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Get Out the Vote and Voter Education

Performing arts organizations may participate in the election space as long as the activities are bipartisan and focus on impartial dissemination of information and voter education.

How to Get Out the Vote (GOTV)
  • Develop consistent GOTV messaging that you can use across all communication channels.
  • Have staff include the GOTV message in their emails and share GOTV messages on social media.
  • Use the link to vote411.org for important access to voter information and registration.
  • Disseminate bipartisan voter guides that cover a broad range of issues.
  • Offer space in your building for voter registration events.
  • Provide rides to and from polling places. (Never seek to influence how someone votes, however.)
  • Organize study groups to hold a balanced review of the ballot measures.
  • Remind your board members and staff that as individuals they can participate in political campaigns. When possible, they should state that their political opinions are their own and not that of any organization
Worried about misstepping in the election space? Here is the IRS guidance.

Voter guides: Whatever its form, a voter guide must cover a broad range of issues and must refrain from judging the candidates or their positions.

Voting records: A charity that publishes an annual compilation of the voting records of members of Congress on major legislative issues that cover a wide range of subjects is not engaged in political campaign intervention — if the publication contains no editorial opinion and its contents and structure do not imply approval or disapproval of any member or their voting record. However, an organization that publishes a compilation of incumbents’ voting records on selective issues and distributes it widely during an election campaign may have engaged in political campaign intervention, even if the guide contains no statements that support or oppose any candidate.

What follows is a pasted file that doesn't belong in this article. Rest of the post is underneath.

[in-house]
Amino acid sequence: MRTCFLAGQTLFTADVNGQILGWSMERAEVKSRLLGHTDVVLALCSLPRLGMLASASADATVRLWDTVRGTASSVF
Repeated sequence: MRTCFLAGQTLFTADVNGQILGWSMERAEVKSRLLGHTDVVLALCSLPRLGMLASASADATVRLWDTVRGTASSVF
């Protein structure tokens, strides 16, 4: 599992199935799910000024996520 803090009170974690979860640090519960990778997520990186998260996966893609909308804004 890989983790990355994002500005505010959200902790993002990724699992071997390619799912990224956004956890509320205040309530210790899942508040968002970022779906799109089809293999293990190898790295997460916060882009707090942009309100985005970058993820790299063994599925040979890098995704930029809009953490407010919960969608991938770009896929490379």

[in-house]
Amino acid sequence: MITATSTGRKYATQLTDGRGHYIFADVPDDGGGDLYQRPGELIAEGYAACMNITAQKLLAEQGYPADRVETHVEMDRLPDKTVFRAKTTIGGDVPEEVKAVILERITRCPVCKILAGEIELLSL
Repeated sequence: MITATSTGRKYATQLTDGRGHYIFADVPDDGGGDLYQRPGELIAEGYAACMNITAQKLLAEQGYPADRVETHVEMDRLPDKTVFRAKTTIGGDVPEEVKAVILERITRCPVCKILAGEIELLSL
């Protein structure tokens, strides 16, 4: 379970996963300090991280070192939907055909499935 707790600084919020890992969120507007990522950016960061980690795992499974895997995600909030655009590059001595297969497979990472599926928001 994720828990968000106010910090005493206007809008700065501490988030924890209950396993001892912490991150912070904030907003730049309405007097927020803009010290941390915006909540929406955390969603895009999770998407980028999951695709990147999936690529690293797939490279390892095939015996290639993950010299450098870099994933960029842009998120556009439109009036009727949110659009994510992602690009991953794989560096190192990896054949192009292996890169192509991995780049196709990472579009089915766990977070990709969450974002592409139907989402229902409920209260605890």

Candidate questionnaires: To avert the charge of political campaign intervention, a charity should take care in how it phrases the questions so as not to suggest a preferred answer. It should:

  1. Send the questionnaire to all candidates for a particular office
  2. Publish all the responses it receives without substantive editing
  3. Avoid comparing those responses to its own positions

Non-candidate appearances are permissible as long as:

  1. The charity maintains a nonpartisan atmosphere at the event
  2. None of its representatives mentions the campaign or the invitee’s candidacy
  3. No campaign activity occurs during the candidate’s appearance.

Candidate appearances: A charity that invites one candidate to speak in the role of candidate is engaging in political campaign intervention unless it gives all qualified candidates an equal opportunity to speak.

Candidate forums: One solution is to have all the candidates appear together on the same stage and answer questions posed by a moderator or by members of the audience. A candidate forum gives its audience a unique opportunity to evaluate and compare the candidates.

Electioneering by charity officials (directors, officers, and even staff): Officials acting in a private capacity may mention their association or position with the charity for the purpose of identifying themselves, but they should disclaim any endorsement of their actions by the charity.

Source: “IRS Political Campaigns and Charities: The Ban on Political Campaign Intervention.

OPERA America's advocacy guides were developed in 2024 by Amy Fitterer, consultant, with support from The Music Man Foundation. Download this advocacy guide as a PDF and view the full Advocacy Toolkit.